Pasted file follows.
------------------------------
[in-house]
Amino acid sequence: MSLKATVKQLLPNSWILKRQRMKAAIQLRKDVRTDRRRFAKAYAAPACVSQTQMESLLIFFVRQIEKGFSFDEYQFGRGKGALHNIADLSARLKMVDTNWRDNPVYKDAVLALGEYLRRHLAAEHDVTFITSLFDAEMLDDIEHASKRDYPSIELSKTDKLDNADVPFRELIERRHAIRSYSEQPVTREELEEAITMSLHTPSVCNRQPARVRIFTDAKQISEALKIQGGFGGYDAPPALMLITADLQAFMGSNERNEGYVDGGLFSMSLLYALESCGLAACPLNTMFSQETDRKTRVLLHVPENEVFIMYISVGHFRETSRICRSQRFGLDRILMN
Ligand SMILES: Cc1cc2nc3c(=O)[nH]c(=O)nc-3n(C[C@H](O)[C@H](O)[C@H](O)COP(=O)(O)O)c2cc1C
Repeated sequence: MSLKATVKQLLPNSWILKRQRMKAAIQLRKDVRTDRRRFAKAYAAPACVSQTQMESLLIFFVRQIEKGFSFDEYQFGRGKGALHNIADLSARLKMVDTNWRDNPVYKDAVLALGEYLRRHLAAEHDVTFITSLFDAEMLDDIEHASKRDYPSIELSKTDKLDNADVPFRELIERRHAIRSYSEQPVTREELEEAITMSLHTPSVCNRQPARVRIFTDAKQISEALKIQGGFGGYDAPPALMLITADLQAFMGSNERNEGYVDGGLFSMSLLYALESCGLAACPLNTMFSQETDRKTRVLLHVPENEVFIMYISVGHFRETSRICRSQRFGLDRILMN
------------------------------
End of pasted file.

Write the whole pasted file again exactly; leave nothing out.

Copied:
[in-house]
Amino acid sequence: MSLKATVKQLLPNSWILKRQRMKAAIQLRKDVRTDRRRFAKAYAAPACVSQTQMESLLIFFVRQIEKGFSFDEYQFGRGKGALHNIADLSARLKMVDTNWRDNPVYKDAVLALGEYLRRHLAAEHDVTFITSLFDAEMLDDIEHASKRDYPSIELSKTDKLDNADVPFRELIERRHAIRSYSEQPVTREELEEAITMSLHTPSVCNRQPARVRIFTDAKQISEALKIQGGFGGYDAPPALMLITADLQAFMGSNERNEGYVDGGLFSMSLLYALESCGLAACPLNTMFSQETDRKTRVLLHVPENEVFIMYISVGHFRETSRICRSQRFGLDRILMN
Ligand SMILES: Cc1cc2nc3c(=O)[nH]c(=O)nc-3n(C[C@H](O)[C@H](O)[C@H](O)COP(=O)(O)O)c2cc1C
Repeated sequence: MSLKATVKQLLPNSWILKRQRMKAAIQLRKDVRTDRRRFAKAYAAPACVSQTQMESLLIFFVRQIEKGFSFDEYQFGRGKGALHNIADLSARLKMVDTNWRDNPVYKDAVLALGEYLRRHLAAEHDVTFITSLFDAEMLDDIEHASKRDYPSIELSKTDKLDNADVPFRELIERRHAIRSYSEQPVTREELEEAITMSLHTPSVCNRQPARVRIFTDAKQISEALKIQGGFGGYDAPPALMLITADLQAFMGSNERNEGYVDGGLFSMSLLYALESCGLAACPLNTMFSQETDRKTRVLLHVPENEVFIMYISVGHFRETSRICRSQRFGLDRILMN